Secondary Logo

Journal Logo

Institutional members access full text with Ovid®

TINKOFF GLEN M.D.; RHODES, MICHAEL M.D., F.A.C.S.; DIAMOND, DANIEL M.D., F.A.C.S.; LUCKE, JOSEPH PH.D.
Annals of Surgery: February 1990
What's New In General Surgery: PDF Only
Buy

To evaluate the impact cirrhosis has on survival the records of 40 cirrhotic trauma victims from the registries of two Level 1 trauma centers were reviewed and probability of survival calculated using the TRISS methodology. Mechanism of injury, anatomic location, involvement of single or multiple sites, presence of ascites, elevations in serum glutamic oxaloacetic transaminase (SGOT), alkaline phosphatase, serum bilirubin, prothrombin time (PT), and hypoalbuminemia were tabulated for each patient. Contingency tables were created for injury and hepatic parameters, as related to survival, and subjected to chi square analysis. Loglinear analysis was performed on all significant parameters to evaluate the independent effects of injury characteristics and hepatic insufficiency on survival. Predicted survival was 93%; observed survival was 70% (Z = −6.92; p < 0.001). Cause of death was multiple-system organ failure (9) and closed head injury (3). Admission markers of poor outcome included one or more of the following: ascites, elevated PT or bilirubin, history of motor vehicle accident, multiple trauma, or blunt abdominal trauma requiring laparotomy. Loglinear analysis revealed that the presence of ascites, elevated PT, or bilirubin, further diminished the rate of survival for any individual injury characteristic. We concluded that survival among cirrhotic trauma victims was significantly lower than predicted. In addition the presence of hepatic insufficiency further diminishes survival, regardless of the injury sustained.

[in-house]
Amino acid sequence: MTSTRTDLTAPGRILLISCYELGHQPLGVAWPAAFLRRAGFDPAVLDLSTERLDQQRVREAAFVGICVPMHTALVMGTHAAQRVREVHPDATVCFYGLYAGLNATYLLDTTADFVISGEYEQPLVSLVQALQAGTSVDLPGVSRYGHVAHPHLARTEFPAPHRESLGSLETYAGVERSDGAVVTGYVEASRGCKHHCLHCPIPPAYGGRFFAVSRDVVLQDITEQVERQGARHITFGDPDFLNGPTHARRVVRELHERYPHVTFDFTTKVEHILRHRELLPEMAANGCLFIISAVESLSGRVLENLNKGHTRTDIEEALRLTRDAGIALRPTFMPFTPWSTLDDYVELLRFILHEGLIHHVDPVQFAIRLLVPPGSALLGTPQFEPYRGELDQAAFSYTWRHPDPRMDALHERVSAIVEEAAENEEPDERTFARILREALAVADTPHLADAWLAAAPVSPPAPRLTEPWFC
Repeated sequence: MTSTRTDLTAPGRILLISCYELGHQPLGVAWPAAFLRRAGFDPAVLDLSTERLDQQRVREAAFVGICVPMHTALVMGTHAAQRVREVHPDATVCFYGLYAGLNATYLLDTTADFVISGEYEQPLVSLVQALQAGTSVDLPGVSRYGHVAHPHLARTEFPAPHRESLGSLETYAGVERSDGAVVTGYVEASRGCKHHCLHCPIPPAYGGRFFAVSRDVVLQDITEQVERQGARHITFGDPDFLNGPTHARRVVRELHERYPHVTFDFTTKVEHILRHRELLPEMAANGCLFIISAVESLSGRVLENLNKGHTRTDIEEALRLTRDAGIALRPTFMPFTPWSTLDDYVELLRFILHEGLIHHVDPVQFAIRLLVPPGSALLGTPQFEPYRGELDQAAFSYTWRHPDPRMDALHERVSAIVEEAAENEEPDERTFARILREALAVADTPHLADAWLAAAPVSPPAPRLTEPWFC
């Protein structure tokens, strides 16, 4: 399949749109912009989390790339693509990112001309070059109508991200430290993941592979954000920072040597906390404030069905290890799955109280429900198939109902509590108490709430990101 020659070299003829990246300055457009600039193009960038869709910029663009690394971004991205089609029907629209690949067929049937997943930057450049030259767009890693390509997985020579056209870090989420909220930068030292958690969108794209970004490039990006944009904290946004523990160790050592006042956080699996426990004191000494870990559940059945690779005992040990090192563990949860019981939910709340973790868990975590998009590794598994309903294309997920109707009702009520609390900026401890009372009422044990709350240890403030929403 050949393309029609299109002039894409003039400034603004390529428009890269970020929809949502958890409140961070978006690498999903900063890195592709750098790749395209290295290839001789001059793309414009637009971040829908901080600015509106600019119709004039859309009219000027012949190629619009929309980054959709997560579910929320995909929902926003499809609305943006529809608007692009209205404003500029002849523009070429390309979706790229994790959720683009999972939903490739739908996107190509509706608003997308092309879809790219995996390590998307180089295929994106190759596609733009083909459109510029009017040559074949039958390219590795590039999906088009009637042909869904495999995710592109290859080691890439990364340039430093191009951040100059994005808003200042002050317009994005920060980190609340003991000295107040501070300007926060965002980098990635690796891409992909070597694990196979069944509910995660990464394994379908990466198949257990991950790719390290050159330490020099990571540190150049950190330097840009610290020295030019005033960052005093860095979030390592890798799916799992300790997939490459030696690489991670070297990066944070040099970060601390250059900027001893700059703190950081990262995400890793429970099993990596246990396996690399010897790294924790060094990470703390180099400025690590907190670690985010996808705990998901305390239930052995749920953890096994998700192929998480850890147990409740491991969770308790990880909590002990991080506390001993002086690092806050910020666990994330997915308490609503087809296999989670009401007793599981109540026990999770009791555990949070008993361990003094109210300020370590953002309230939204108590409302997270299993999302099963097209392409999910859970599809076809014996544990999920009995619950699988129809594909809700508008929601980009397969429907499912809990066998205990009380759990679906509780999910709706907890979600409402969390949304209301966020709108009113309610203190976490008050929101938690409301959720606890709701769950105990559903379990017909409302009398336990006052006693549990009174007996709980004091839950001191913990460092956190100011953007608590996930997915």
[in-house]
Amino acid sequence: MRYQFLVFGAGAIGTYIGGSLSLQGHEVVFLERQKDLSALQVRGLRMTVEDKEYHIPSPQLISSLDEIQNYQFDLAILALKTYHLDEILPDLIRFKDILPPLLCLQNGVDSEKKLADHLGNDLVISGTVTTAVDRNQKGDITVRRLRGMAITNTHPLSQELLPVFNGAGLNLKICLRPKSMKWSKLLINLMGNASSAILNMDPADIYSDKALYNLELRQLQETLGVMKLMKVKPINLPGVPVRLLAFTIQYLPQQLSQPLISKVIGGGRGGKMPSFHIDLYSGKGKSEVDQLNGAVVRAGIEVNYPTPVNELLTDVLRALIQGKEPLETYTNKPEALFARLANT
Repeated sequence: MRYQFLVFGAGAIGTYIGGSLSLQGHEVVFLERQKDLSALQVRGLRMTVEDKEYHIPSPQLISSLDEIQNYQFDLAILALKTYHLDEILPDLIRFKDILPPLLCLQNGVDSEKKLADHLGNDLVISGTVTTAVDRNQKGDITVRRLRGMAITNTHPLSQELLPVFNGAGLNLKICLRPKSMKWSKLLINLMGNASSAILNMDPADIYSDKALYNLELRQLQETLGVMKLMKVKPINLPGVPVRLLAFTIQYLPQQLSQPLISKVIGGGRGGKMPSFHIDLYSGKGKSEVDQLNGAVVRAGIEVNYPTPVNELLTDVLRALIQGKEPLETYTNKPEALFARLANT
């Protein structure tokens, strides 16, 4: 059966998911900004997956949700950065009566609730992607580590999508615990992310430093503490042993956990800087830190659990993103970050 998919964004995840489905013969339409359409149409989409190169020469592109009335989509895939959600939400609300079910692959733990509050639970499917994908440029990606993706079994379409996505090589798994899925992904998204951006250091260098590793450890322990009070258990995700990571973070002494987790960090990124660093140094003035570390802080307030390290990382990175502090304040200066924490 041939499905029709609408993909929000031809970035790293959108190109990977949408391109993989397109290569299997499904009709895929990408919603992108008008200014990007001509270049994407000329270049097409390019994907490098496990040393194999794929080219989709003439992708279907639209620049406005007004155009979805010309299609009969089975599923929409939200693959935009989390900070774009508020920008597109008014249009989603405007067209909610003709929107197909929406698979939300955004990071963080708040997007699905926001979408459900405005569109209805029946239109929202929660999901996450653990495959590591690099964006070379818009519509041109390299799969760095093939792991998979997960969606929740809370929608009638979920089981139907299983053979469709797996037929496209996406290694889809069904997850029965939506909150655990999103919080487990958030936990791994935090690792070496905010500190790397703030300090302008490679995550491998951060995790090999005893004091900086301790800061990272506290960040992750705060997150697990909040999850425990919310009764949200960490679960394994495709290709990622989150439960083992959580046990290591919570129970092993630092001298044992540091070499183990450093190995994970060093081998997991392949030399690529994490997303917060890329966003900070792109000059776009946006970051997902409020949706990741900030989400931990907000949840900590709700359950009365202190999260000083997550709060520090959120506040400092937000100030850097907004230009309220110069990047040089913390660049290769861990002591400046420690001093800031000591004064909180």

© Lippincott-Raven Publishers.